Changes to RSAT tools for Windows Vista SP2

RSAT is the Remote Server Administration Tools, which replaced the Adminkit that was supplied in Windows Server 2003. RSAT is for managing a Windows Server 2008 box in Vista. The RSAT and the related Hyper-V management component were updated when SP2 of Vista was released. I found a lot of difficulty trying to locate the correct version of the Hyper-V tools for SP2 but eventually I got the right file version.

However you may see an error message which reads “Access denied. Unable to establish communication between <server> and <client”. The fix is to change DCOM permissions as described here.

Hyper-V is so good that I expect our site will eventually just have two physical servers (instead of four at present) and these will be two Hyper-V servers.

Last week I talked about rebuilding some desktop PCs. We have another scenario of computers in tower cases. Rebuilding these is a much more viable option because the power supply is likely to be a drop in replacement (standard ATX style, although I haven’t yet checked). The issue of rebuilding is that basically, an old PC still has two useful components that may be in as-new condition but their actual market value is next to nothing. These components are, the Windows chassis sticker, and the chassis itself. Together these could be worth around $200-250, about the same as the resale value of a 4-5 year old PC system unit in working order. Obviously in that price you are getting much more than a chassis and license. This is providing that the Windows volume license allows direct upgrades from the version of Windows on the sticker.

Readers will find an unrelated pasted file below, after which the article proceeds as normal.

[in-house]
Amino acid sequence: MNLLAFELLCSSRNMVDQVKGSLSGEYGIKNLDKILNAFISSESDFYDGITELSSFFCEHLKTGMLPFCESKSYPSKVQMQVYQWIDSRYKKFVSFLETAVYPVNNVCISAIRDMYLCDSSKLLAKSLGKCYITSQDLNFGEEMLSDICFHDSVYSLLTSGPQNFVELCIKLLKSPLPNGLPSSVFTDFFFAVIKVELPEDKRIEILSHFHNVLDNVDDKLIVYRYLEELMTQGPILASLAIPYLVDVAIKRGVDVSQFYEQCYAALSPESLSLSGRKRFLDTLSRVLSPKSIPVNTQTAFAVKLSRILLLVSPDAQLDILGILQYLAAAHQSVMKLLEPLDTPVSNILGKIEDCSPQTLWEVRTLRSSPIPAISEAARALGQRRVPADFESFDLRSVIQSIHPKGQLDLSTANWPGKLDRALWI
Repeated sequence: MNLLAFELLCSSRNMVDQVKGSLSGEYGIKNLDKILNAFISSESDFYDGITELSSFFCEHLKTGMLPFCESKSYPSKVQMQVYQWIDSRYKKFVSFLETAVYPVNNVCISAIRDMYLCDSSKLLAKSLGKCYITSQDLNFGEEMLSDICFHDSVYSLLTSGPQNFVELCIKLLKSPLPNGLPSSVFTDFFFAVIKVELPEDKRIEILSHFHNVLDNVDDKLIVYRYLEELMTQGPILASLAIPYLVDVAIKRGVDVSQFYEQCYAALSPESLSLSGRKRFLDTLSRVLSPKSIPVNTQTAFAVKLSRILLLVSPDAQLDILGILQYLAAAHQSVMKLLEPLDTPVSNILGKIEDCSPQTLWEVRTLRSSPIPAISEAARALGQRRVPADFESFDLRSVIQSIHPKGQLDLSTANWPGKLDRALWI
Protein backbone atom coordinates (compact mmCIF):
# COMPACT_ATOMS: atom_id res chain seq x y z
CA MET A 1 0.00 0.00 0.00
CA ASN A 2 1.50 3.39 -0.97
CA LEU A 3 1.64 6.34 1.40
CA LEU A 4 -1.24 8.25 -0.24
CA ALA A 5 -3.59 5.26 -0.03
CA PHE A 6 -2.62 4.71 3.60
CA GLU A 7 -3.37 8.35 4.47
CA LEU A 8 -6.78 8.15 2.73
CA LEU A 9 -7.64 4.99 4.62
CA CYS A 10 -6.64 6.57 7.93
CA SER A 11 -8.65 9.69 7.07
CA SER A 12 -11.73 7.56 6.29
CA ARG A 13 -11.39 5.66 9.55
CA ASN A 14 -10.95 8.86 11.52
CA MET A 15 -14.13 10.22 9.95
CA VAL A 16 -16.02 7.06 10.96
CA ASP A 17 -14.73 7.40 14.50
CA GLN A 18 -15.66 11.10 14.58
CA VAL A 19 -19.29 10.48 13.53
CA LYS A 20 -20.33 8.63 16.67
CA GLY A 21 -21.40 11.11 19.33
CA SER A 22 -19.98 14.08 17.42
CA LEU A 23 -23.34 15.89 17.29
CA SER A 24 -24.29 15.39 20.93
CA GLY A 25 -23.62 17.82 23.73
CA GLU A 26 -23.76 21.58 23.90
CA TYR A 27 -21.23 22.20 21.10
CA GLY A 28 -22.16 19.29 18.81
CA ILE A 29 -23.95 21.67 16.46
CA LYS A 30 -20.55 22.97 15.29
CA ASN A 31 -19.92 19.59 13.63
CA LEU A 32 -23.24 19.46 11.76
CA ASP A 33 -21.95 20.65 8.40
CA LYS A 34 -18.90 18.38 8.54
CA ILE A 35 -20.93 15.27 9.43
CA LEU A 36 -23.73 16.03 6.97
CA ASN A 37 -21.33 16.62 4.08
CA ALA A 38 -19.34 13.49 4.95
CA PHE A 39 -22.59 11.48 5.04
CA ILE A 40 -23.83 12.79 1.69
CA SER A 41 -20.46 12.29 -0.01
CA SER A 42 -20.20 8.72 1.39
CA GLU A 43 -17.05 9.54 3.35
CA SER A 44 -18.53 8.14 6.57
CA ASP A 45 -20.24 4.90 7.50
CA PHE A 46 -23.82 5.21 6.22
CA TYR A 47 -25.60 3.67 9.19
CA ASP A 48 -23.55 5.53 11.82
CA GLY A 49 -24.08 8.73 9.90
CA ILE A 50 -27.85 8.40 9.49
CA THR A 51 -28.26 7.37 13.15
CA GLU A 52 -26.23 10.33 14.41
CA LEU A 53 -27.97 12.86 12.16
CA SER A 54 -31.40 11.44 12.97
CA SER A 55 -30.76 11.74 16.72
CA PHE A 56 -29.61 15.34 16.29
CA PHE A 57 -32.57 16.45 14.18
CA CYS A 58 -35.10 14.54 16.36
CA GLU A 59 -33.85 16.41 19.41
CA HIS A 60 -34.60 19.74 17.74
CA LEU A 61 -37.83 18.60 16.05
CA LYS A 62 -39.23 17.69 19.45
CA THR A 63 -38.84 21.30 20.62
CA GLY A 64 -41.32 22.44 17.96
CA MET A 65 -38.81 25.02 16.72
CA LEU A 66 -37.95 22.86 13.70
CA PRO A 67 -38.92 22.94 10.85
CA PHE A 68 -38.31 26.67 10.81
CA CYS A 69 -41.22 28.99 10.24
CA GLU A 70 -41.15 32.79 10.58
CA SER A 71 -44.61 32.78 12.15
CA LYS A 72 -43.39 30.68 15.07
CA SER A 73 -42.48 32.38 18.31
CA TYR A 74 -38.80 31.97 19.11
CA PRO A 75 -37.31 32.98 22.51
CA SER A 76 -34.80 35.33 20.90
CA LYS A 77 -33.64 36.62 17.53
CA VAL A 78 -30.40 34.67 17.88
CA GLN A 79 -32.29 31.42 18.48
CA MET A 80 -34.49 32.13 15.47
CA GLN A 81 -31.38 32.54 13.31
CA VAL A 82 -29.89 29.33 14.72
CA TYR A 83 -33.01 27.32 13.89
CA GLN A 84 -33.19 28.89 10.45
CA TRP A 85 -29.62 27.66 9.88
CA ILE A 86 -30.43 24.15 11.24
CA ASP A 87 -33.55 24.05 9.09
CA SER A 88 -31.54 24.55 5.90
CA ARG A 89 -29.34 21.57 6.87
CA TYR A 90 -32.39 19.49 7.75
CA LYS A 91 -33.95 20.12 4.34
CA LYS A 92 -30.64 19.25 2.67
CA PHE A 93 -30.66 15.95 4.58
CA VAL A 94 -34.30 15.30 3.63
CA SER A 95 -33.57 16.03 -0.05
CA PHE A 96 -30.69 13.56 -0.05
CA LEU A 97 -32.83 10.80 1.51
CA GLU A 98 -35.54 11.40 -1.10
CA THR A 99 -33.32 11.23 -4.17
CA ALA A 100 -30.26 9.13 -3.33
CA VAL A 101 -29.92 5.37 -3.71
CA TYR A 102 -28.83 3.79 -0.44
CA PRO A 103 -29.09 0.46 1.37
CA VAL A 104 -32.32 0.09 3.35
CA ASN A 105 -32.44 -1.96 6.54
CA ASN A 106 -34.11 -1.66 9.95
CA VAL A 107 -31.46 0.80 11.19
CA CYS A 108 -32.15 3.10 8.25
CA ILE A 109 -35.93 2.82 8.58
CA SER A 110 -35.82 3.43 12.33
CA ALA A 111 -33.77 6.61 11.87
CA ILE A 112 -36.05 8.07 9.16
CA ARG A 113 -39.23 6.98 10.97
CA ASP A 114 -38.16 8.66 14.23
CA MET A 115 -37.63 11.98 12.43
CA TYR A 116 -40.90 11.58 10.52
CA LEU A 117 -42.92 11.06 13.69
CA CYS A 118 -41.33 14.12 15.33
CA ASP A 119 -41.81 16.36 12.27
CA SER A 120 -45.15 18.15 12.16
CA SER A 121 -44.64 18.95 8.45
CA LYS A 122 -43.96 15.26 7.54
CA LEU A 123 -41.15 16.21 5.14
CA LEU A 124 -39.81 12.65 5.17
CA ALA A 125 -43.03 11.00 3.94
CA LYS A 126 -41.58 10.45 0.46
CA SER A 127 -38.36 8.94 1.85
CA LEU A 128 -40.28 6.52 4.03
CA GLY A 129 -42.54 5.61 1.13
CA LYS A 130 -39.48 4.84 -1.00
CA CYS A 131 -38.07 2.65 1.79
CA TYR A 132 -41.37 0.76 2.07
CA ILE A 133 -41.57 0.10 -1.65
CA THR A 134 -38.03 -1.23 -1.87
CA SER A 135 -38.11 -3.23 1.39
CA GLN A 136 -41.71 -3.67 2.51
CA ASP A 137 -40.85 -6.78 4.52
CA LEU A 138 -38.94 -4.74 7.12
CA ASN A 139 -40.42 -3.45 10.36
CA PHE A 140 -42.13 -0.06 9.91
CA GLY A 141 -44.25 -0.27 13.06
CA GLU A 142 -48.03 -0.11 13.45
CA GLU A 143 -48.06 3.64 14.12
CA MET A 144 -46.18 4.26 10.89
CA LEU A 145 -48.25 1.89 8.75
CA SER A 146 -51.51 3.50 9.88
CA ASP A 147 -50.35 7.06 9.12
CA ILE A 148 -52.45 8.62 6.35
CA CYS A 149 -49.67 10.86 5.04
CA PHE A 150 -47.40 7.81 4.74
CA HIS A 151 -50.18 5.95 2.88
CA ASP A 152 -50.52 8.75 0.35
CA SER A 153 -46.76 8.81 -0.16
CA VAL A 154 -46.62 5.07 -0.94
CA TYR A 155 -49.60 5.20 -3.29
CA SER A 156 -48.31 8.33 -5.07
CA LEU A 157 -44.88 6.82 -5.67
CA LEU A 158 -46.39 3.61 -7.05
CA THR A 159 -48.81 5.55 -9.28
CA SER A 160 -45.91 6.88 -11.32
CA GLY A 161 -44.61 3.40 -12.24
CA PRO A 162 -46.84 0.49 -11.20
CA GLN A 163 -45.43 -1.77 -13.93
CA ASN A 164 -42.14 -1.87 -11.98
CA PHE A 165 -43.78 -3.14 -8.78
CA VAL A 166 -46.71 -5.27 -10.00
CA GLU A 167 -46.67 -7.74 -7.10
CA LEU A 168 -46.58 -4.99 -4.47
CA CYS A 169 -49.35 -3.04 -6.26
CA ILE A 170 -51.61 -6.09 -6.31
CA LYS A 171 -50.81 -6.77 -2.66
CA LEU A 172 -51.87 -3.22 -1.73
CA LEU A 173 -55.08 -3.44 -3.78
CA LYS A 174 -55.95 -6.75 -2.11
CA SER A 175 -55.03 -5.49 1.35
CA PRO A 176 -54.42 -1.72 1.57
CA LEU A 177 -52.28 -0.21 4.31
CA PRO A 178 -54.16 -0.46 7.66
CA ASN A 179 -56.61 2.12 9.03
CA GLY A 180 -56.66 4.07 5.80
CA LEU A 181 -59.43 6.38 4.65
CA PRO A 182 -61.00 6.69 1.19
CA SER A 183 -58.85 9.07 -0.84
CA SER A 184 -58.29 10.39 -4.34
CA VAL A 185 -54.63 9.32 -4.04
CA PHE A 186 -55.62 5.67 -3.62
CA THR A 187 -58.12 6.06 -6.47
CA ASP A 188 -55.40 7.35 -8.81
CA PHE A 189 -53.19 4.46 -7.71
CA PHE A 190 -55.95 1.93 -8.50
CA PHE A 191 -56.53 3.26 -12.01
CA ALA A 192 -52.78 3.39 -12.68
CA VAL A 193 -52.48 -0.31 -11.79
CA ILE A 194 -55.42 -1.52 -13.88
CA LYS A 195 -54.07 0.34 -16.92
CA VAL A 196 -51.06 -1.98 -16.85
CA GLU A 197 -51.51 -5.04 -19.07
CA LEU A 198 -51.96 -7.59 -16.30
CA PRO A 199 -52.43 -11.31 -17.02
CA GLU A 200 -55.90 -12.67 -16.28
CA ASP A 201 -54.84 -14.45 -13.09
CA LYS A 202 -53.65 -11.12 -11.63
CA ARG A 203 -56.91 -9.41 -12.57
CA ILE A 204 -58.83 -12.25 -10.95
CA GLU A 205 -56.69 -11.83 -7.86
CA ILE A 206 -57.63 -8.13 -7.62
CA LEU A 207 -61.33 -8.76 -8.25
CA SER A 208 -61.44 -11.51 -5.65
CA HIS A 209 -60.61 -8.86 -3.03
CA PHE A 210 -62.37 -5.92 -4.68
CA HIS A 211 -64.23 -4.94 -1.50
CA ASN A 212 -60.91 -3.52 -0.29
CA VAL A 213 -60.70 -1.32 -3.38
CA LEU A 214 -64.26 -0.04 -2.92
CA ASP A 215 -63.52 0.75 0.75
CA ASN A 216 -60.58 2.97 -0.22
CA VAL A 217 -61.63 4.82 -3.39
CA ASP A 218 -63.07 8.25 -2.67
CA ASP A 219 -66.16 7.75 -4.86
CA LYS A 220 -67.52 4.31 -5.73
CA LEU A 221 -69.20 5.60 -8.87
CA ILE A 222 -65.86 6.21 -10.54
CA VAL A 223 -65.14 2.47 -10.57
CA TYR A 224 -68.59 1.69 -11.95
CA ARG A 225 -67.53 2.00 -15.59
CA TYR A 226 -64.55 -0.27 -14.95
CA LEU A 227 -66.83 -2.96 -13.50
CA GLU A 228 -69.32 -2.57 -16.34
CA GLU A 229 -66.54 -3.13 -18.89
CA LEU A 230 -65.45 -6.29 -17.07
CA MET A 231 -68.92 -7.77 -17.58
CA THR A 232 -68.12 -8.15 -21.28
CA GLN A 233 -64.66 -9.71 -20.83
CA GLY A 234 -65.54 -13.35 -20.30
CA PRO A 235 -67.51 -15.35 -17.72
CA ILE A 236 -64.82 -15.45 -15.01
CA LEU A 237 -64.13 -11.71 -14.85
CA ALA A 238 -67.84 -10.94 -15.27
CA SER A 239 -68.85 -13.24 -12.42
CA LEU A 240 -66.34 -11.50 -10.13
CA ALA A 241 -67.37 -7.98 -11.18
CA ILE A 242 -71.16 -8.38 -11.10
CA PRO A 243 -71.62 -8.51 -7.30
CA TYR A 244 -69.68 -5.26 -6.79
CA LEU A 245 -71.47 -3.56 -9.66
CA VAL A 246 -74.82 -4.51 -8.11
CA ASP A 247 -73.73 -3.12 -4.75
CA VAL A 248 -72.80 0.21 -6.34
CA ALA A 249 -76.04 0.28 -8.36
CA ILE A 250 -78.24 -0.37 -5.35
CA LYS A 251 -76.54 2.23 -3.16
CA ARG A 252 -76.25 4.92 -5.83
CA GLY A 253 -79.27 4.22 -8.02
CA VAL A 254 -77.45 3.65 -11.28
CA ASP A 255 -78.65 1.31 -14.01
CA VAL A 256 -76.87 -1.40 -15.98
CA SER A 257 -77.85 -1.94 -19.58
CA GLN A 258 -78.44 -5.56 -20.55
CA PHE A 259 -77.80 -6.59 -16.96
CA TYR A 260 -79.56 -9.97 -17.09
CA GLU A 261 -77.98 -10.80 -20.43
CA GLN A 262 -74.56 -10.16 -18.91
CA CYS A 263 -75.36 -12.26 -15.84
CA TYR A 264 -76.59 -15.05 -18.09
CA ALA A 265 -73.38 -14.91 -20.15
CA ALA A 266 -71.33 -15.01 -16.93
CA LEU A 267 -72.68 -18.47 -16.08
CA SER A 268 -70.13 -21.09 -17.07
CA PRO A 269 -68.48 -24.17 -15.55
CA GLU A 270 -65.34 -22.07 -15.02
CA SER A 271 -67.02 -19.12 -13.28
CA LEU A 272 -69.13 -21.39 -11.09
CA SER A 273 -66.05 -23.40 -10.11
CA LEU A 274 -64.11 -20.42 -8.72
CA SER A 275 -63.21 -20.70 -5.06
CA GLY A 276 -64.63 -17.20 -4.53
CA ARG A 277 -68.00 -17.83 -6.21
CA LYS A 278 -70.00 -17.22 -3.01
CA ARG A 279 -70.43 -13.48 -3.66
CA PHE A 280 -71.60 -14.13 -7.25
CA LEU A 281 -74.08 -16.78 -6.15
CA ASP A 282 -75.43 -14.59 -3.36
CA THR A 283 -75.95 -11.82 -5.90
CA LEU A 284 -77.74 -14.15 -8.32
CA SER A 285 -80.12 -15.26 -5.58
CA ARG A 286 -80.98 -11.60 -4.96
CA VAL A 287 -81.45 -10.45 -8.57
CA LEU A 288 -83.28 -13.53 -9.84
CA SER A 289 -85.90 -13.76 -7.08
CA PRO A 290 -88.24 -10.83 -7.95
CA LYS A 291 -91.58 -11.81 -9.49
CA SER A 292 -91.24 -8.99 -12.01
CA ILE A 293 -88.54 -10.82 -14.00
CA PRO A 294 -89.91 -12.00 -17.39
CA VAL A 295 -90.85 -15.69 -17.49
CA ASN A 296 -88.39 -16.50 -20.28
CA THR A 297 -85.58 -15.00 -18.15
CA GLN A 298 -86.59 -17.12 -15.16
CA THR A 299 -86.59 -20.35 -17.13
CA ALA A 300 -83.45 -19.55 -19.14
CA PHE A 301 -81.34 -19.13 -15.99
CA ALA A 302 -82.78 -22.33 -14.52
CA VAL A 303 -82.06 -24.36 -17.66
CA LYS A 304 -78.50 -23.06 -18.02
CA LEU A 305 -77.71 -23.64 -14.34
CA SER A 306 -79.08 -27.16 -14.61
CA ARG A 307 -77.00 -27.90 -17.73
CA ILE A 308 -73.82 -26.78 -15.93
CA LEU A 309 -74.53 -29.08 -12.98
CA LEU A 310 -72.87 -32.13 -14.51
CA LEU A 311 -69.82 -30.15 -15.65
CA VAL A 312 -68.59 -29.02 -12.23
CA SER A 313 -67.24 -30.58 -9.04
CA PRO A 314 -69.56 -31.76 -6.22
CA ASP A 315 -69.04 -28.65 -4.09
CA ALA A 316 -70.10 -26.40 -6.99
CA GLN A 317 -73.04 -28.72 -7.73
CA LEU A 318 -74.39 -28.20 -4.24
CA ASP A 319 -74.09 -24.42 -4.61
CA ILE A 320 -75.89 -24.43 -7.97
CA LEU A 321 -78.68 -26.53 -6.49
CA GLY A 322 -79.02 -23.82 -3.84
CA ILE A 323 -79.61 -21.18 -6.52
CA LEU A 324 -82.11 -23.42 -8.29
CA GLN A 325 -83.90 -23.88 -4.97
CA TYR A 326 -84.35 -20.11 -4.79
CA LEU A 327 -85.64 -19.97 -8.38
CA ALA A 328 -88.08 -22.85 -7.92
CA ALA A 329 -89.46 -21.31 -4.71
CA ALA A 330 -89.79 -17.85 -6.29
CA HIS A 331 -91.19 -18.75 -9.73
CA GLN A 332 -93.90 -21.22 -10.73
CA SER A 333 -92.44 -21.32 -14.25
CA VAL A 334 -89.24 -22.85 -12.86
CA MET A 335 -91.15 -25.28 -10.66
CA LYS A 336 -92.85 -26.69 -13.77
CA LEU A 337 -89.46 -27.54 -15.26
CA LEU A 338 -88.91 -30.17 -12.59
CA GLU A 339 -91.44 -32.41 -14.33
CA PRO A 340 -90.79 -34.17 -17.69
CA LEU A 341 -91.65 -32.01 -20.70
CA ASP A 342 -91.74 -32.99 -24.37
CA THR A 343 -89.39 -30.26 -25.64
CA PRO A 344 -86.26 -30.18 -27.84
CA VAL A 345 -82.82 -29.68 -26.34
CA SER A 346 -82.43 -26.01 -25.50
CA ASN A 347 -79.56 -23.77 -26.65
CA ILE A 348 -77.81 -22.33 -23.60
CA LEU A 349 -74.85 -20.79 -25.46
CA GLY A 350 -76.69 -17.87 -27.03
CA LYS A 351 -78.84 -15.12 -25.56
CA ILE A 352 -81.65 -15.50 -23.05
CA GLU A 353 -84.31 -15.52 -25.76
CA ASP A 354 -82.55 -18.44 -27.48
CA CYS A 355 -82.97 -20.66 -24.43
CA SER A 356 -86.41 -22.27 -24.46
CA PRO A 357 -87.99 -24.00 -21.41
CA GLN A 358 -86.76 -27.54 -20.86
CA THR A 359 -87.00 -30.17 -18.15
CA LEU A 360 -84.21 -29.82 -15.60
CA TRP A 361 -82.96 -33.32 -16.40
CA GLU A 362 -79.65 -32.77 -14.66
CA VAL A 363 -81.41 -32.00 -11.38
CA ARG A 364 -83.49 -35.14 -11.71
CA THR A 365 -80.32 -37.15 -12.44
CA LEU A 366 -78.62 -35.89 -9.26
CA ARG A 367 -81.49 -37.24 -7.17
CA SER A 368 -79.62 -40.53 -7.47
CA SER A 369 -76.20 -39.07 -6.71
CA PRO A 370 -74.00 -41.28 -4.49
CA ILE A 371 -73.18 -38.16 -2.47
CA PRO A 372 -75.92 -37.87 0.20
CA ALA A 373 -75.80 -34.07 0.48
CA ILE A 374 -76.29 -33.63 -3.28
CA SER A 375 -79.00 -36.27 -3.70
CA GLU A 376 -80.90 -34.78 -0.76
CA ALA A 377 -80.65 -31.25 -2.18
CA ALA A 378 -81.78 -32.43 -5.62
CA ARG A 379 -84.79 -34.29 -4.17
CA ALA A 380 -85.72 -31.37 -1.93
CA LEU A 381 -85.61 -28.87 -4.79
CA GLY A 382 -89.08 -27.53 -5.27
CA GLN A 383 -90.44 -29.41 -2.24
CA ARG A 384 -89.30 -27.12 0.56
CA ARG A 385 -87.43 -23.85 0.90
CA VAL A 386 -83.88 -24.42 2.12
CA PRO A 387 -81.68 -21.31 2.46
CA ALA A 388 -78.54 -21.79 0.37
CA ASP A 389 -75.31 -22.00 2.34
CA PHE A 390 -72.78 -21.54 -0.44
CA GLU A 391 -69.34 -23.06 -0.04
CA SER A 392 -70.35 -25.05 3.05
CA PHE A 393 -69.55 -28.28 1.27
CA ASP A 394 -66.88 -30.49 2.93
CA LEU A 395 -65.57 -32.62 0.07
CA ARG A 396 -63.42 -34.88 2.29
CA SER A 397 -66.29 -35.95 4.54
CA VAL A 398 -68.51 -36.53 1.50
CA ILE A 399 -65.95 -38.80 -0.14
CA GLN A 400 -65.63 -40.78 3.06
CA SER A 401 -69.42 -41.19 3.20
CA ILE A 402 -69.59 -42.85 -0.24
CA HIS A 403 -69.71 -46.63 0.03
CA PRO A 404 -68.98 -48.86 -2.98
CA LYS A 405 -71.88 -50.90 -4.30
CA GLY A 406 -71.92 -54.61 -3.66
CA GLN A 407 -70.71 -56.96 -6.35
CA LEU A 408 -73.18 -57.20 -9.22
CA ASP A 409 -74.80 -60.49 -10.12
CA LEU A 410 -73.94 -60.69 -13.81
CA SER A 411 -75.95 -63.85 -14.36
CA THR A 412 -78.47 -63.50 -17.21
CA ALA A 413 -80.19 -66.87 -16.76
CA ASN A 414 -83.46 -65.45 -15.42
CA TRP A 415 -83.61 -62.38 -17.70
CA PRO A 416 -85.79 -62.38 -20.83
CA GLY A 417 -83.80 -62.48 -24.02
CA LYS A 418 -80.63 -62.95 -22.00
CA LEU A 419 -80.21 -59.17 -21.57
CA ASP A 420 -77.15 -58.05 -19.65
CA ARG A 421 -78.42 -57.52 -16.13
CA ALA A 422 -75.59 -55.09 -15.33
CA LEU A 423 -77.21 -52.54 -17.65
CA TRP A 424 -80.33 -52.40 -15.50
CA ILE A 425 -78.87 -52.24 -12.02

When we last upgraded the PCs at our site, the chassis were old style pre-“Prescott” ATX, meaning they lacked the ventilation duct in the side, and power supplies were failing. However provided the chassis you have now has the duct fitted, modern boards should be OK for this chassis. We discarded most of those old PCs, and when you do that, you are effectively throwing away that Windows OEM license. But if you can rebuild the PC by replacing most of its internal components, you can retain the replacement value of both the chassis and sticker. Rebuilding isn’t for the faint hearted, however. Installing the CPU into the board, installing the CPU heatsink/fan and installing the mainboard into the chassis are tasks that I have found challenging in the past, even though these days the boards don’t have the jumpers to worry about. A little slip could result in expensive damage due to fragility of components. Once you have the thing assembled you must run a burn in test, for which you may have to buy software. The burn in helps guard against future component failures by stress testing the components to ensure they are reliable.